BEIJING: Up to one third of China's shopping malls may have to close during the next five years, according to a study which says that not only are there too many but they are largely undifferentiated.

Reports suggest that China already has some 4,000 shopping centres with another 7,000 in the pipeline, a development that has been encouraged by regional governments planning for the country's growing consumer market.

But the study by the Chinese Academy of Social Sciences (CASS) said that these destinations are losing appeal with consumers in many cities, due to their lack of competitive strengths, and closures were inevitable.

In recent weeks, for example, large shopping centres have shut in Qingdao and Dalian, Sina reported.

The CASS report suggested that in addition to closing one third of malls, another third would have to become wholesale or retail marketplaces, with an emphasis on customer experiences, while the remaining third would look to integrate online shopping with brick-and-mortar outlets.

The experiential option is already being explored, with global fashion retailers and children emerging as a potential focus.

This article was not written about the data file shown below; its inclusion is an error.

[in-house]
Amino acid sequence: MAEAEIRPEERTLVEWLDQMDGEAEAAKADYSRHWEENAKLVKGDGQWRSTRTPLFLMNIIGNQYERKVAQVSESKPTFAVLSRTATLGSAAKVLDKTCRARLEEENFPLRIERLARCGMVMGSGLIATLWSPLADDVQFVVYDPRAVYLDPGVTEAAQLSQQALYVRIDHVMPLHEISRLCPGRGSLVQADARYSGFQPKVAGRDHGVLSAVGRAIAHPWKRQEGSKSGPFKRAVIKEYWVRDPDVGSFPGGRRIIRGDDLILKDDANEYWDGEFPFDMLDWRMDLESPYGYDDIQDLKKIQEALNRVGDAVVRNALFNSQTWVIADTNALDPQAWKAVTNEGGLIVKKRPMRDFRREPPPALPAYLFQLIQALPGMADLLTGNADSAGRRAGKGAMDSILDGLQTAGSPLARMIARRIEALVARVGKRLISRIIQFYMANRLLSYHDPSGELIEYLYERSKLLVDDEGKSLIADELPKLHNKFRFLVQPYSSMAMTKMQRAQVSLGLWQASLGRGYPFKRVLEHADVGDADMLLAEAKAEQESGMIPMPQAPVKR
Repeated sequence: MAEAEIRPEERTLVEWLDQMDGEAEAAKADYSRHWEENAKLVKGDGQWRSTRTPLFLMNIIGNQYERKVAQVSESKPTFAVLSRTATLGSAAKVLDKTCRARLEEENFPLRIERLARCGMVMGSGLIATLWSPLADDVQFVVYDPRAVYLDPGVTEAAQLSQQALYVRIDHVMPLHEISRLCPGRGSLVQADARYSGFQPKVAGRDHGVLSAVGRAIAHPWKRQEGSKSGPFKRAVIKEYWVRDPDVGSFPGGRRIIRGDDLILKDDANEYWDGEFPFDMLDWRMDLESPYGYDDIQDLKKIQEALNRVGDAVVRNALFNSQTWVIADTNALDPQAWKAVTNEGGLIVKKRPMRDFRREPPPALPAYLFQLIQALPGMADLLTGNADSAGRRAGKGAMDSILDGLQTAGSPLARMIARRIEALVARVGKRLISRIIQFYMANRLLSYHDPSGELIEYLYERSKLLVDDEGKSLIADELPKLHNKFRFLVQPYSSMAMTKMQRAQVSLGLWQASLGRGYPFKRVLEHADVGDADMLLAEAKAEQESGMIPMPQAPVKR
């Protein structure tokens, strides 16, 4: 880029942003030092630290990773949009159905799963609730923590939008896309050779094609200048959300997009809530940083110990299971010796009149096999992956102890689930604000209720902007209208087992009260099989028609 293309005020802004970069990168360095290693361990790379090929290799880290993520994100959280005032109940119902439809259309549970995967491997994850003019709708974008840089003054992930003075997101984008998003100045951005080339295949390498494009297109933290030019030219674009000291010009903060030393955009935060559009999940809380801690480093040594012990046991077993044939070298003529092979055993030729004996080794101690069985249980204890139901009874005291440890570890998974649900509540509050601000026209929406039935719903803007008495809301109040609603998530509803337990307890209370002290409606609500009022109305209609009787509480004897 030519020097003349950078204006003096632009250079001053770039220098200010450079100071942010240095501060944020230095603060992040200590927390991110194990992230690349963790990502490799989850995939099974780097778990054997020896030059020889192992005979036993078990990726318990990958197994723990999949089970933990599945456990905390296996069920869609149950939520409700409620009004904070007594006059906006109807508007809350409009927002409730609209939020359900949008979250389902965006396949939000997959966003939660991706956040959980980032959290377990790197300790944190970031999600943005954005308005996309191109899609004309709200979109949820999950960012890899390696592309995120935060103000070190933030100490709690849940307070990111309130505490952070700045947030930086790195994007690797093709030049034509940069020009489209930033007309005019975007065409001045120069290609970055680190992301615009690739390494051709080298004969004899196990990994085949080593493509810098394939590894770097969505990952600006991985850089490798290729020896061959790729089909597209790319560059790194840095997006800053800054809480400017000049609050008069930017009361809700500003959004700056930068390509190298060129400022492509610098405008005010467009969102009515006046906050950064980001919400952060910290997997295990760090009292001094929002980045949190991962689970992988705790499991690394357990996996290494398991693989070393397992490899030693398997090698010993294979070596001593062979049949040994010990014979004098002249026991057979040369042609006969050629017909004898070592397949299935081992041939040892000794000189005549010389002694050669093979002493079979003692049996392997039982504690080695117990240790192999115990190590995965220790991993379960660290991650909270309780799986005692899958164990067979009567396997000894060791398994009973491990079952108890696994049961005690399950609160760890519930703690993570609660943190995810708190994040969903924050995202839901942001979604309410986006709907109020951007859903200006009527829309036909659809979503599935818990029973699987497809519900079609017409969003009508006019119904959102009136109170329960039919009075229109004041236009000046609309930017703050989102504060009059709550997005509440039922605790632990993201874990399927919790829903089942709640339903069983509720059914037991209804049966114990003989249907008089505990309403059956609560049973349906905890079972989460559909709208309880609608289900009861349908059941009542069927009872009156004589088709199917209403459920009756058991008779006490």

The biggest challenge malls face is the extraordinary growth of e-commerce. Figures from the Boston Consulting Group show that in 2010, online transactions made up just 3% of total private consumption in China; today, online channels account for 15% and are projected to rise to 24% by 2020, as e-commerce grows more than three times as fast as offline retail sales.

Wang Xuefeng, a researcher with the National Academy of Economic Strategy at CASS, said shopping malls needed to integrate with e-commerce rather than remain at the receiving end of its shock effect.

Alibaba, the internet giant at the heart of China's online shopping story, is helping bridge the gap to bricks-and-mortar retailers.

Danfeng Li, Director of Big Data and Technology at Alibaba, told Warc recently how wifi sniffers and beacons are among the methods being used in stores to harvest first-party data about visitors which can then be used to determine traffic flows in stores, areas of longer engagement or even 'bounce rate' – how many customers enter a store then leave quickly.

Data sourced from Sina; additional content by Warc staff